A captive breeding program that once included every living California condor has passed a key milestone in helping North America's largest bird return to the wild.

Officials with the U.S. Fish and Wildlife Service say that for the first time in decades, more condors hatched and fledged in the wild last year than adult wild condors died.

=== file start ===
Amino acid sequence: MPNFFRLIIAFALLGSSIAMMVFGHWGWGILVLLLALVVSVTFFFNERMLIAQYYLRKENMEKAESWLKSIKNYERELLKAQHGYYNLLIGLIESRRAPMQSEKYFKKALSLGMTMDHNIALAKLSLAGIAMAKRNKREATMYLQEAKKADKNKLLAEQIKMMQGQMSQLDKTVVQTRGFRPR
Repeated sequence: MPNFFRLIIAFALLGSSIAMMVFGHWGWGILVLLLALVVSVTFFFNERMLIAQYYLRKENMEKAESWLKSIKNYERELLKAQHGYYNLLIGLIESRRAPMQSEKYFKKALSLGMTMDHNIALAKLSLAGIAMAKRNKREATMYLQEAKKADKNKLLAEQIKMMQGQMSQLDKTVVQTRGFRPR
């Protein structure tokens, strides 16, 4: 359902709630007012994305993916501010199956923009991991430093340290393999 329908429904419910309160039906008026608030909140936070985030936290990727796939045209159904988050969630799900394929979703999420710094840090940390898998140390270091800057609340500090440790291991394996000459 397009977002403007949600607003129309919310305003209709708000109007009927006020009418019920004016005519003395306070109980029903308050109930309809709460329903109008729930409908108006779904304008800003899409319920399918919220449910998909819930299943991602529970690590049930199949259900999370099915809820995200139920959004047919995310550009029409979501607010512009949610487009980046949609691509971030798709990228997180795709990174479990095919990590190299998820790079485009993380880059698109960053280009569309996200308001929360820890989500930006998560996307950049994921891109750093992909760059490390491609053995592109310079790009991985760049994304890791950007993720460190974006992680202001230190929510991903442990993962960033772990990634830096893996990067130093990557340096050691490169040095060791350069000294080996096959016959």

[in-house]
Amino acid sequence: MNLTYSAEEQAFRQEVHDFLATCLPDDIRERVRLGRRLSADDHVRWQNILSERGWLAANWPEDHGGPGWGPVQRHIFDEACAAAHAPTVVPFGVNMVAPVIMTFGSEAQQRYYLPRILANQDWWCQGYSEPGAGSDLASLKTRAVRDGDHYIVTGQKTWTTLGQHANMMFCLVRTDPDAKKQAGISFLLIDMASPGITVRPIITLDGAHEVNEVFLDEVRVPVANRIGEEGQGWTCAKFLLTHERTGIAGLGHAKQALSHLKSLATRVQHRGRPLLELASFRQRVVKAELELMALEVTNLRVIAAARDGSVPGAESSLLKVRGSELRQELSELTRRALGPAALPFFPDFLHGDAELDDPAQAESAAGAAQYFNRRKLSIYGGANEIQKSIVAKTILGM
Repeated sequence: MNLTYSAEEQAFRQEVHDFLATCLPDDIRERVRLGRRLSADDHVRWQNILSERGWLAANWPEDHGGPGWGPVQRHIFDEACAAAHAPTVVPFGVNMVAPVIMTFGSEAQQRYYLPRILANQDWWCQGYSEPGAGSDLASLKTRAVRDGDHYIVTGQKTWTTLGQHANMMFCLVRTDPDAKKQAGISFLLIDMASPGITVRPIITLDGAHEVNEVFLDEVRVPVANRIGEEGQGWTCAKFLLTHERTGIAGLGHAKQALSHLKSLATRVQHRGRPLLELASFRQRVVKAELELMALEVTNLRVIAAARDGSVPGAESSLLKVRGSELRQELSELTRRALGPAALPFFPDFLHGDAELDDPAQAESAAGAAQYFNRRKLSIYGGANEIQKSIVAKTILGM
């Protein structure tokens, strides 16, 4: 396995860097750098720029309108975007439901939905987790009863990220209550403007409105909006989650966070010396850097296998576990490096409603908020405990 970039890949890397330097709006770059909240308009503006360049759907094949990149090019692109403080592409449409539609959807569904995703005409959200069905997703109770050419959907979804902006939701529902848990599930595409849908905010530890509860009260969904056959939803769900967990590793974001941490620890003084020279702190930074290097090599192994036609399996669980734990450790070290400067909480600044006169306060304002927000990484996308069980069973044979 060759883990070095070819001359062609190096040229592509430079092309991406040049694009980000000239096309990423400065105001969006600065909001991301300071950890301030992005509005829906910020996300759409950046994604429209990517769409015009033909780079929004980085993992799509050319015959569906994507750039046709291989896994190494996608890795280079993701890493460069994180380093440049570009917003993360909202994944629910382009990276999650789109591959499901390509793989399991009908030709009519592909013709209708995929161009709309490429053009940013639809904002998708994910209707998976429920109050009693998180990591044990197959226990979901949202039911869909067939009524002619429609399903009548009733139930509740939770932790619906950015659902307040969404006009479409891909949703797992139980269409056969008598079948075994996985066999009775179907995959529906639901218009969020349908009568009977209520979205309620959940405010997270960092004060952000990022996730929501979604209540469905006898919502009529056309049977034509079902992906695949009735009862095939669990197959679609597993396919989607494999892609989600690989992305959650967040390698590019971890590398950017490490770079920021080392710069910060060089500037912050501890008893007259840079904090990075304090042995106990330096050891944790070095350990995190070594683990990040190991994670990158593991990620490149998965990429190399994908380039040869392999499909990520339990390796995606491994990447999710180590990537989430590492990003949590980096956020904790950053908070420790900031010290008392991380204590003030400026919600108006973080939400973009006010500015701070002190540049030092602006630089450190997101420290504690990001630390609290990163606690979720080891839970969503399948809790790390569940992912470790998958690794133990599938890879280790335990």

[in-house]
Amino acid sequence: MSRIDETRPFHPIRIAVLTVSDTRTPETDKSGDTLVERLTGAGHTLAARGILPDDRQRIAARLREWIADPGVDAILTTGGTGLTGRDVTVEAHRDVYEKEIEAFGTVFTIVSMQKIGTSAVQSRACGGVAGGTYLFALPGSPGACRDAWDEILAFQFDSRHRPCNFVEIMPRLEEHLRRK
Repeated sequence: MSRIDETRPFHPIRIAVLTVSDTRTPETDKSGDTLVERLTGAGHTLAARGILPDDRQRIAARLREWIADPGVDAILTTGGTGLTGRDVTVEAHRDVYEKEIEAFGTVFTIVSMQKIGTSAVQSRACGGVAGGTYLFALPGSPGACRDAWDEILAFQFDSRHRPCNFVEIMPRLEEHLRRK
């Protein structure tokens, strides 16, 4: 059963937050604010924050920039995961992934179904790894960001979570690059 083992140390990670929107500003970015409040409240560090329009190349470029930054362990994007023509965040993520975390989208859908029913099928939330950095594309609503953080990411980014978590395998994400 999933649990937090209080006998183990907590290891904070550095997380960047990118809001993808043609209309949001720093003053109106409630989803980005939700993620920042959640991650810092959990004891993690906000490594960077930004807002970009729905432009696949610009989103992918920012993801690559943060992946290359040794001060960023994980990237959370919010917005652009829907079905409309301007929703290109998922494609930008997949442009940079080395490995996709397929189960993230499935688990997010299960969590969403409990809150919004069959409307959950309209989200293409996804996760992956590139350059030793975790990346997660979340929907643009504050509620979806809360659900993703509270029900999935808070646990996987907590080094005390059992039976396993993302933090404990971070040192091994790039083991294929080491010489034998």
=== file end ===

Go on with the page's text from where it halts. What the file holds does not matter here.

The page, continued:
Fourteen young condors took flight compared with 12 that died. Officials say it's a small difference but a big step since the last 22 wild condors were captured in the 1980s to start the breeding program.

There are now 268 wild condors with 27 nests, mostly in California, but others have been seen in Arizona, Utah and Mexico's Baja Peninsula.

California condors weigh as much as 25 pounds and have wingspans up to 10 feet.